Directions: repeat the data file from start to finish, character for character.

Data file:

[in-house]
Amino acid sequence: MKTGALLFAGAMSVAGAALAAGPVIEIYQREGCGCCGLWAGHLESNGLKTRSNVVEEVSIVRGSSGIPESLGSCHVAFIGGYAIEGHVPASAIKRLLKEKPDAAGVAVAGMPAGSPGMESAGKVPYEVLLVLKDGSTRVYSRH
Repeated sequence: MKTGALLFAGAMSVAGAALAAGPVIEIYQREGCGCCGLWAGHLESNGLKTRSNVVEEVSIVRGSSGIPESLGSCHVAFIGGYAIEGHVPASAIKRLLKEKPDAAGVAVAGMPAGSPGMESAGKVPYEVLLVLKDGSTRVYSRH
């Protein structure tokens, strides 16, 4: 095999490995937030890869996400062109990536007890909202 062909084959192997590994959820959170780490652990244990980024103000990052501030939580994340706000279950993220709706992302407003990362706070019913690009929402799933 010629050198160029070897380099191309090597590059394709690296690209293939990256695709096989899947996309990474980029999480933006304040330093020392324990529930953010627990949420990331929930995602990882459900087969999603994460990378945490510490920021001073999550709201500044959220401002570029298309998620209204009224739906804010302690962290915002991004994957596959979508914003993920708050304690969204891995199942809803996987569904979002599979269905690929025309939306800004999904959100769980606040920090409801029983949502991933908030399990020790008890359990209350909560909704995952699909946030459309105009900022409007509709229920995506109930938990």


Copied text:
[in-house]
Amino acid sequence: MKTGALLFAGAMSVAGAALAAGPVIEIYQREGCGCCGLWAGHLESNGLKTRSNVVEEVSIVRGSSGIPESLGSCHVAFIGGYAIEGHVPASAIKRLLKEKPDAAGVAVAGMPAGSPGMESAGKVPYEVLLVLKDGSTRVYSRH
Repeated sequence: MKTGALLFAGAMSVAGAALAAGPVIEIYQREGCGCCGLWAGHLESNGLKTRSNVVEEVSIVRGSSGIPESLGSCHVAFIGGYAIEGHVPASAIKRLLKEKPDAAGVAVAGMPAGSPGMESAGKVPYEVLLVLKDGSTRVYSRH
């Protein structure tokens, strides 16, 4: 095999490995937030890869996400062109990536007890909202 062909084959192997590994959820959170780490652990244990980024103000990052501030939580994340706000279950993220709706992302407003990362706070019913690009929402799933 010629050198160029070897380099191309090597590059394709690296690209293939990256695709096989899947996309990474980029999480933006304040330093020392324990529930953010627990949420990331929930995602990882459900087969999603994460990378945490510490920021001073999550709201500044959220401002570029298309998620209204009224739906804010302690962290915002991004994957596959979508914003993920708050304690969204891995199942809803996987569904979002599979269905690929025309939306800004999904959100769980606040920090409801029983949502991933908030399990020790008890359990209350909560909704995952699909946030459309105009900022409007509709229920995506109930938990």